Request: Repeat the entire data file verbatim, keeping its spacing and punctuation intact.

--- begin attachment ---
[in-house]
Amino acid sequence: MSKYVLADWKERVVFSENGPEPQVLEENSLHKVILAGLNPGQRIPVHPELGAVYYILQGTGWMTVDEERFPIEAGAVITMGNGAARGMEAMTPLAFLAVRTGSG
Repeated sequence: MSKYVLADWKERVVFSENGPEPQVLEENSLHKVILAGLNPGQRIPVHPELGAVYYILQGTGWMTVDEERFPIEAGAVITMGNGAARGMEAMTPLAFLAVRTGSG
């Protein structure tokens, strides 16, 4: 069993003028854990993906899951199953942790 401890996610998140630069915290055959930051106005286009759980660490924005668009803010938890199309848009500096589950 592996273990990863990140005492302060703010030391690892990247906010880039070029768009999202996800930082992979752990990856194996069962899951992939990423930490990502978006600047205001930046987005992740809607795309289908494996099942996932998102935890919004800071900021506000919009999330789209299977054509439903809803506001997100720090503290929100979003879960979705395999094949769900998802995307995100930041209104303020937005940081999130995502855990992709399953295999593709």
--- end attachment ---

[in-house]
Amino acid sequence: MSKYVLADWKERVVFSENGPEPQVLEENSLHKVILAGLNPGQRIPVHPELGAVYYILQGTGWMTVDEERFPIEAGAVITMGNGAARGMEAMTPLAFLAVRTGSG
Repeated sequence: MSKYVLADWKERVVFSENGPEPQVLEENSLHKVILAGLNPGQRIPVHPELGAVYYILQGTGWMTVDEERFPIEAGAVITMGNGAARGMEAMTPLAFLAVRTGSG
């Protein structure tokens, strides 16, 4: 069993003028854990993906899951199953942790 401890996610998140630069915290055959930051106005286009759980660490924005668009803010938890199309848009500096589950 592996273990990863990140005492302060703010030391690892990247906010880039070029768009999202996800930082992979752990990856194996069962899951992939990423930490990502978006600047205001930046987005992740809607795309289908494996099942996932998102935890919004800071900021506000919009999330789209299977054509439903809803506001997100720090503290929100979003879960979705395999094949769900998802995307995100930041209104303020937005940081999130995502855990992709399953295999593709």